4. 'method: inference procedure.
  5. 'hypotheses: null and alternative hypotheses to be tested.
  6. 'statistic: value of the sample statistic used for testing the null hypothesis.
  7. 'distribution: distribution of the sample statistic, together with its parameter(s).
  8. 'p_value: p-value of the test.

Examples:

Performs an exact t-test with unknown variance. The null hypothesis is H_0: mean=50 against the one sided alternative H_1: mean<50; according to the results, the p-value is too great, there are no evidence for rejecting H_0.

(%i1) load("stats")$
(%i2) data: [78,64,35,45,45,75,43,74,42,42]$
(%i3) test_mean(data,'conflevel=0.9,'alternative='less,'mean=50);
          |                 MEAN TEST
          |
          |            mean_estimate = 54.3
          |
          |              conf_level = 0.9
          |
          | conf_interval = [minf, 61.51314273502712]
          |
(%o3)     |  method = Exact t-test. Unknown variance.
          |
          | hypotheses = H0: mean = 50 , H1: mean < 50
          |
          |       statistic = .8244705235071678
          |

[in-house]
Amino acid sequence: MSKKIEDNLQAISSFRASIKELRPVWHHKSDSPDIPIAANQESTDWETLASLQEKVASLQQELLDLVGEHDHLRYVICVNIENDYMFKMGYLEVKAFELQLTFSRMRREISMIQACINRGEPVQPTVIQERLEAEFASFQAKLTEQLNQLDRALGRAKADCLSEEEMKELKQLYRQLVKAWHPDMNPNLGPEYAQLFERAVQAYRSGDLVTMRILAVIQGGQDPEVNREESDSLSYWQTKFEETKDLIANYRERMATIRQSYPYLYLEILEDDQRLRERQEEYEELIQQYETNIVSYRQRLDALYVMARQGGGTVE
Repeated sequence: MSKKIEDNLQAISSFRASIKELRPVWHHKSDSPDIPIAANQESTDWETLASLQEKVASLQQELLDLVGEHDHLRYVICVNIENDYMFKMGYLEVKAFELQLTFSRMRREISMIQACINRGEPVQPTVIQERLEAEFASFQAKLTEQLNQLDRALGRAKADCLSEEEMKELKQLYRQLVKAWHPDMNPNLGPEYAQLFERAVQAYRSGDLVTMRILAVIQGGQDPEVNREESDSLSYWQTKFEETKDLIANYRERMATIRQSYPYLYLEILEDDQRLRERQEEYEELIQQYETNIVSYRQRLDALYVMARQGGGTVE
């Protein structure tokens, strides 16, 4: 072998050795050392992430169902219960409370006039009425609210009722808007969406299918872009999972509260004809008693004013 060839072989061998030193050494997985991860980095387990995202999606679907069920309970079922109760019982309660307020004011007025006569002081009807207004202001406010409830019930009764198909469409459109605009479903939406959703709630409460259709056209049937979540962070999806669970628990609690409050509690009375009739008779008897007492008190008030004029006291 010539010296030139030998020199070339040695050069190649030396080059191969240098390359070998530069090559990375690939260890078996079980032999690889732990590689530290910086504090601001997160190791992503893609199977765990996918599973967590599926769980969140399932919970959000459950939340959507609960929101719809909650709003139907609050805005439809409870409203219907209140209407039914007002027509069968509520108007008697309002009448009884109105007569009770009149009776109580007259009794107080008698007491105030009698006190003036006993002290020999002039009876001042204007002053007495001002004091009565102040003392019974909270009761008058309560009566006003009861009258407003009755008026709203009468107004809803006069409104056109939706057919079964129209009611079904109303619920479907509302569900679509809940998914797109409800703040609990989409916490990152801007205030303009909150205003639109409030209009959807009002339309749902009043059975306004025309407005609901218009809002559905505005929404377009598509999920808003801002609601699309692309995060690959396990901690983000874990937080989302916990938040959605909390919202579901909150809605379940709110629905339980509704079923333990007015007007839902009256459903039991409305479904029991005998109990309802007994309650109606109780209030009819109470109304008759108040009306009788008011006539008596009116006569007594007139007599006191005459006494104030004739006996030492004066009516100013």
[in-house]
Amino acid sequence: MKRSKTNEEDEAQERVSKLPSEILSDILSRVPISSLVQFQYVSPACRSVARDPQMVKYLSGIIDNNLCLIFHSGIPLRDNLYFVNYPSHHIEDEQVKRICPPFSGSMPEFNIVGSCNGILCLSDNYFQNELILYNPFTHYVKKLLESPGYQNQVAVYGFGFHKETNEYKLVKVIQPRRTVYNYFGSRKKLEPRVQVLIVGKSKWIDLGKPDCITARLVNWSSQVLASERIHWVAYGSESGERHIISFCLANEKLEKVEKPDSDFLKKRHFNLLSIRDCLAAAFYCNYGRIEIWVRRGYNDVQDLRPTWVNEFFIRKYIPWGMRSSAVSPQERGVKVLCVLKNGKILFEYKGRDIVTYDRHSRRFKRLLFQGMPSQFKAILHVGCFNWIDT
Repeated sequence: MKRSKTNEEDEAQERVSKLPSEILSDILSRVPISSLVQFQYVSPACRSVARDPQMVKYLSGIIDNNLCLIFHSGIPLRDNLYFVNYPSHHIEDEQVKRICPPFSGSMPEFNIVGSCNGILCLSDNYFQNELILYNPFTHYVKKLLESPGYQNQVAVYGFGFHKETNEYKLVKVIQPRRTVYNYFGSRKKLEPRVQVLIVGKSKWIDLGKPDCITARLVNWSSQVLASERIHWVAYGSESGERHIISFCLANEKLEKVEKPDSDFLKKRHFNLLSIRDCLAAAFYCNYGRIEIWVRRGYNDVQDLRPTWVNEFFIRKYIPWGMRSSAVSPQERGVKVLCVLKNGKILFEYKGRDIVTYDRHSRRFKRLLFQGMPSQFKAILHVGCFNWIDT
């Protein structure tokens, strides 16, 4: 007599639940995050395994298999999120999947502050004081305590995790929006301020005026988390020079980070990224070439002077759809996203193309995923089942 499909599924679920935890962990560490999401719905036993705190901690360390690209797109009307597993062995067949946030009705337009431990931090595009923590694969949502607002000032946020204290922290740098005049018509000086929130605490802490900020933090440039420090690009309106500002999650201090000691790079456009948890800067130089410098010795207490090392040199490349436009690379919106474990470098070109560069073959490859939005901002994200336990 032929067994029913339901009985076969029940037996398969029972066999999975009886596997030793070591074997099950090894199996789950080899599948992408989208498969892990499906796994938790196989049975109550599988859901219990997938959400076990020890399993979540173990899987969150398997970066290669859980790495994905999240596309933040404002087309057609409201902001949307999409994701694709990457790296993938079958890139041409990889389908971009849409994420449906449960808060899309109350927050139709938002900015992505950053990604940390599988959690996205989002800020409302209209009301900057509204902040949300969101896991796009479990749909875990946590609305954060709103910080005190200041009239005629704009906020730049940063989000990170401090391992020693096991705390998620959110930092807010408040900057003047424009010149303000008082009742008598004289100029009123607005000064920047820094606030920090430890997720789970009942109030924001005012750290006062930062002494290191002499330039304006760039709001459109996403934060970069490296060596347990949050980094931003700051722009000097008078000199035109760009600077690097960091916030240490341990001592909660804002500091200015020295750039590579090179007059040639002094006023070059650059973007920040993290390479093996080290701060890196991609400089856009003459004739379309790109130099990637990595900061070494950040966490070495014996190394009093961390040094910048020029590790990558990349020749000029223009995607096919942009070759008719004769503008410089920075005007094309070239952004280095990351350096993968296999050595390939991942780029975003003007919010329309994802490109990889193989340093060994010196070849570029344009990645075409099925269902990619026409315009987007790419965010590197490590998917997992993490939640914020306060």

|       distribution = [student_t, 9]
          |
          |        p_value = .7845100411786889

This time Maxima performs an asymptotic test, based on the Central Limit Theorem. The null hypothesis is H_0: equal(mean, 50) against the two sided alternative H_1: not equal(mean, 50); according to the results, the p-value is very small, H_0 should be rejected in favor of the alternative H_1. Note that, as indicated by the Method component, this procedure should be applied to large samples.

(%i1) load("stats")$
(%i2) test_mean([36,118,52,87,35,256,56,178,57,57,89,34,25,98,35,
              98,41,45,198,54,79,63,35,45,44,75,42,75,45,45,
              45,51,123,54,151],
              'asymptotic=true,'mean=50);
          |                       MEAN TEST
          |
          |           mean_estimate = 74.88571428571429
          |
          |                   conf_level = 0.95
          |
          | conf_interval = [57.72848600856194, 92.04294256286663]
          |
(%o2)     |    method = Large sample z-test. Unknown variance.
          |
          |       hypotheses = H0: mean = 50 , H1: mean # 50
          |
          |             statistic = 2.842831192874313
          |
          |             distribution = [normal, 0, 1]
          |
          |             p_value = .004471474652002261

Categories:  Package stats

Function: test_means_difference (x1, x2)
Function: test_means_difference (x1, x2, options ...)

This is the difference of means t-test for two samples. Arguments x1 and x2 are lists or column matrices containing two independent samples. In case of different unknown variances (see options 'dev1, 'dev2 and 'varequal bellow), the degrees of freedom are computed by means of the Welch approximation. It also performs an asymptotic test based on the Central Limit Theorem if option 'asymptotic is set to true.